UPS is working with CyPhy Works to test drones for both routine package delivery and time-critical delivery to remote locations.
UPS and CyPhy completed their first test flight late last week, the Wall Street Journal reports. The companies staged a mock delivery of urgently needed medicine from Beverly, MA to Children’s Island, which is about three miles off the Atlantic coast and reachable only by air or water.
The test spotlights CyPhy’s Persistent Aerial Reconnaissance and Communications (PARC) system, a battery-powered drone that flies itself, so very little user training is required, according to UPS. The PARC system also touts durability as well as secure communications that cannot be intercepted or disrupted.
The test carried out last week comes almost a year after UPS invested in CyPhy Works while its drone equipment was still in the early development stage. It also comes just a few weeks after the first set of commercial drone regulations from the Federal Aviation Administration, though the FAA still has not outlined plans for further rules that would affect most drone package delivery applications occurring out of the line of sight of a drone operator.
Sufficed to say, UPS likely has a lot of time to test drones and figure out if or when (and how) it wants to craft a broader strategy for using drones in its delivery operations. From reports on last week's test, it sounds like it was the first test of more to come.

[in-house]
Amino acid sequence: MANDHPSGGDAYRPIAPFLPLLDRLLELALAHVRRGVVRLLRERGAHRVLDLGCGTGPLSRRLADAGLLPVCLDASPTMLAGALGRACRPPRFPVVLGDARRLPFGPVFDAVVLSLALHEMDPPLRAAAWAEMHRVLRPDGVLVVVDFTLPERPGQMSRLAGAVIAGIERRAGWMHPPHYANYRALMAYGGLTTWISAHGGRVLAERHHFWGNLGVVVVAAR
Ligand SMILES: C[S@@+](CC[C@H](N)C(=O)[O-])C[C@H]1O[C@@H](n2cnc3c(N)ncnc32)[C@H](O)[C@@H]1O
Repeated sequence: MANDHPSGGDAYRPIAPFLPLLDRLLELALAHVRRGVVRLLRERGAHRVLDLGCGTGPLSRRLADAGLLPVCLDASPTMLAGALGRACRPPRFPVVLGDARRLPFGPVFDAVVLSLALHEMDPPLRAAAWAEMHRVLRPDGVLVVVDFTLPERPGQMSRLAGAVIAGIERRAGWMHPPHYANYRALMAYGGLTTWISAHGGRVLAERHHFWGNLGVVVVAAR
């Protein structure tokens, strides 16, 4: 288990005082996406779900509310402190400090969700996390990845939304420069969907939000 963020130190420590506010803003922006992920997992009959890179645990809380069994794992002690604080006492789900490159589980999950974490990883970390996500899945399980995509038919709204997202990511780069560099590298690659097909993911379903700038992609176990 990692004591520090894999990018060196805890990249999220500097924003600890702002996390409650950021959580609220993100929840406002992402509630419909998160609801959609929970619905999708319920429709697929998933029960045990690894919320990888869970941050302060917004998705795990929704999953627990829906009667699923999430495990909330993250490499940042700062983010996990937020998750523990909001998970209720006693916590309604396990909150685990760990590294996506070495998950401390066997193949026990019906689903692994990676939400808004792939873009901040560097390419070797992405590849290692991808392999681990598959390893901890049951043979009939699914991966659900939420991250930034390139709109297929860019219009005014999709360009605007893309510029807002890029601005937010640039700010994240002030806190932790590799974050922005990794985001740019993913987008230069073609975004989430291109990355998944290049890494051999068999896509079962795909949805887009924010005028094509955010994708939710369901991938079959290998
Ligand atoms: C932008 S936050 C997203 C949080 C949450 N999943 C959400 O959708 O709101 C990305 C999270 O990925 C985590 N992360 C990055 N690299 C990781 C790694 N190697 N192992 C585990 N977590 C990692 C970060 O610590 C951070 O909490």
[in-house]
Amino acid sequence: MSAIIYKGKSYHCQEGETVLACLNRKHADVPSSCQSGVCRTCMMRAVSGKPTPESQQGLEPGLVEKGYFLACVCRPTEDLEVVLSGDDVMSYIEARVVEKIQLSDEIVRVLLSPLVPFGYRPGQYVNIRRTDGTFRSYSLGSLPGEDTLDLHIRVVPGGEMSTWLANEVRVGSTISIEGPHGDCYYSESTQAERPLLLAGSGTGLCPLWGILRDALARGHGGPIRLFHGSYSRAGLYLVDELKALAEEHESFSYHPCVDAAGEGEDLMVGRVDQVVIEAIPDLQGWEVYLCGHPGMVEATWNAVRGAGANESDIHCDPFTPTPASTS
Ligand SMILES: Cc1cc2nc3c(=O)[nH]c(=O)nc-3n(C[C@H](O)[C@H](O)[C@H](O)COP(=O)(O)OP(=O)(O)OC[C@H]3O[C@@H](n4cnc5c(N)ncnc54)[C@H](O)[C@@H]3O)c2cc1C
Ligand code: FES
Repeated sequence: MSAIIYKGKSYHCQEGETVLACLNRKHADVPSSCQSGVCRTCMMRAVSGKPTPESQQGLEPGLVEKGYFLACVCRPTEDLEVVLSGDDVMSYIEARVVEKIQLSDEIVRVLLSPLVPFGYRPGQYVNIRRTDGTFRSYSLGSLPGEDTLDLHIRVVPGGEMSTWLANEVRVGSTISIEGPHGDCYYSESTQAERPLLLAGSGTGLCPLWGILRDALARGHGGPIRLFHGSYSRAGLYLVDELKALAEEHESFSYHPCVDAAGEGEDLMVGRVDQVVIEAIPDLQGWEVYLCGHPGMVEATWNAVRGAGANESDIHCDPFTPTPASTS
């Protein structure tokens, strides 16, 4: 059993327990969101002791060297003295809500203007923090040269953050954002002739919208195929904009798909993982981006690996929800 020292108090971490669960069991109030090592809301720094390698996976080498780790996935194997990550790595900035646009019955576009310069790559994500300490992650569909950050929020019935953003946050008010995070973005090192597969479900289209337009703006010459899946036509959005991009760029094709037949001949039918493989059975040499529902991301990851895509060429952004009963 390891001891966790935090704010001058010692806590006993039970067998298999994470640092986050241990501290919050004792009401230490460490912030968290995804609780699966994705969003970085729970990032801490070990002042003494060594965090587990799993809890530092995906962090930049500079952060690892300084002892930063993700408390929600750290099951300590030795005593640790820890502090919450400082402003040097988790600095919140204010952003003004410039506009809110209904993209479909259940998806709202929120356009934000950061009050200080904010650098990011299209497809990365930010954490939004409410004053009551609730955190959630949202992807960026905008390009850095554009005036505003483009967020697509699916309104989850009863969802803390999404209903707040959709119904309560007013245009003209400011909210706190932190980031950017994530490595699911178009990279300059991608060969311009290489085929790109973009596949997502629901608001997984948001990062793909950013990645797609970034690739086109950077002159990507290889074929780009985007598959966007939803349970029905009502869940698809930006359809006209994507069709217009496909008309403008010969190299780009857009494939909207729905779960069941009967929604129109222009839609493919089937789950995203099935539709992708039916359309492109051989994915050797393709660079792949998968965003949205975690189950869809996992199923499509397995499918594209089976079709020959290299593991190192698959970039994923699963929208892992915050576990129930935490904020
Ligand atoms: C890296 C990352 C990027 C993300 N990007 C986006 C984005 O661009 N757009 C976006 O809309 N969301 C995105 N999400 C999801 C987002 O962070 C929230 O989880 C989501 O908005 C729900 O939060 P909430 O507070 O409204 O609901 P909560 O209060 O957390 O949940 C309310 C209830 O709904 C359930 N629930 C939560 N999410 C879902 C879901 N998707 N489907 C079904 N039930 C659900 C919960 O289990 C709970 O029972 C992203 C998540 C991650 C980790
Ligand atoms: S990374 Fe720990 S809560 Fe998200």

As we have noted time and again, UPS is facing some interesting new competitive threats throughout the world, on a global, regional and local level, and most notably from the likes of Amazon. It also is coming face-to-face with new technological innovations and business model evolutions in the delivery ecosystem.
Based on recent conversations with UPS executives, it appears that the company is not rushing to defend itself from these potential threats, but instead is taking a calm, wait-and-see approach that in part involves in investing in new logistics and delivery concepts to study how UPS might be impacted by them in the future — as well as how UPS can leverage these innovations in the future. Its investment earlier this year in same-day delivery operator Deliv is one example of that approach, and its investment in CyPhy is another.
Many companies are now testing drones — Google and 7-Eleven, in addition to Amazon, for starters — but with the snail's pace of regulations and concerns about ensuring safety, it probably will be quite a while before drone delivery becomes a broad commercial reality, at least in the U.S. Still, UPS, instead of sticking its head in the sand, is sticking it up in the air, checking out what drones might be able to do for the company, and keeping pace with other companies that appear to be very ambitious about delivery by drone.